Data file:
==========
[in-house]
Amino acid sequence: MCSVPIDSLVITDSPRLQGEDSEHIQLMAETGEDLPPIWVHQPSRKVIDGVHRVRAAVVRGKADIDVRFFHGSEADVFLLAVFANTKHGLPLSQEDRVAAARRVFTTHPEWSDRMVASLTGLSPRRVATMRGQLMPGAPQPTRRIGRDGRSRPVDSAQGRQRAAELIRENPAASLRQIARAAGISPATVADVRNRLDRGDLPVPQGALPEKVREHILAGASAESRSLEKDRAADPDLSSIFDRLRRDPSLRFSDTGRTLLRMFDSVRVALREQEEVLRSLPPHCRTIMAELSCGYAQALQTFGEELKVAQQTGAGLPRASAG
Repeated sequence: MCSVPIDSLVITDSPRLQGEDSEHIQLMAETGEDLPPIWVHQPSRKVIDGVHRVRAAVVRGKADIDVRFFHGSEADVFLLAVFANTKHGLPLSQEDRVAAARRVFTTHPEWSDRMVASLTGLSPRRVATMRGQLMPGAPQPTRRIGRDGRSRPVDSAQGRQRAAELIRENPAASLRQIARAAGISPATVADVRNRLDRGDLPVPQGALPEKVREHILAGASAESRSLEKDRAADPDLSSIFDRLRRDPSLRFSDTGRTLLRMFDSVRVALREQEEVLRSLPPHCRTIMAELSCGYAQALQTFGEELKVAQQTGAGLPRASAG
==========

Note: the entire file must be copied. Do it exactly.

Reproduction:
[in-house]
Amino acid sequence: MCSVPIDSLVITDSPRLQGEDSEHIQLMAETGEDLPPIWVHQPSRKVIDGVHRVRAAVVRGKADIDVRFFHGSEADVFLLAVFANTKHGLPLSQEDRVAAARRVFTTHPEWSDRMVASLTGLSPRRVATMRGQLMPGAPQPTRRIGRDGRSRPVDSAQGRQRAAELIRENPAASLRQIARAAGISPATVADVRNRLDRGDLPVPQGALPEKVREHILAGASAESRSLEKDRAADPDLSSIFDRLRRDPSLRFSDTGRTLLRMFDSVRVALREQEEVLRSLPPHCRTIMAELSCGYAQALQTFGEELKVAQQTGAGLPRASAG
Repeated sequence: MCSVPIDSLVITDSPRLQGEDSEHIQLMAETGEDLPPIWVHQPSRKVIDGVHRVRAAVVRGKADIDVRFFHGSEADVFLLAVFANTKHGLPLSQEDRVAAARRVFTTHPEWSDRMVASLTGLSPRRVATMRGQLMPGAPQPTRRIGRDGRSRPVDSAQGRQRAAELIRENPAASLRQIARAAGISPATVADVRNRLDRGDLPVPQGALPEKVREHILAGASAESRSLEKDRAADPDLSSIFDRLRRDPSLRFSDTGRTLLRMFDSVRVALREQEEVLRSLPPHCRTIMAELSCGYAQALQTFGEELKVAQQTGAGLPRASAG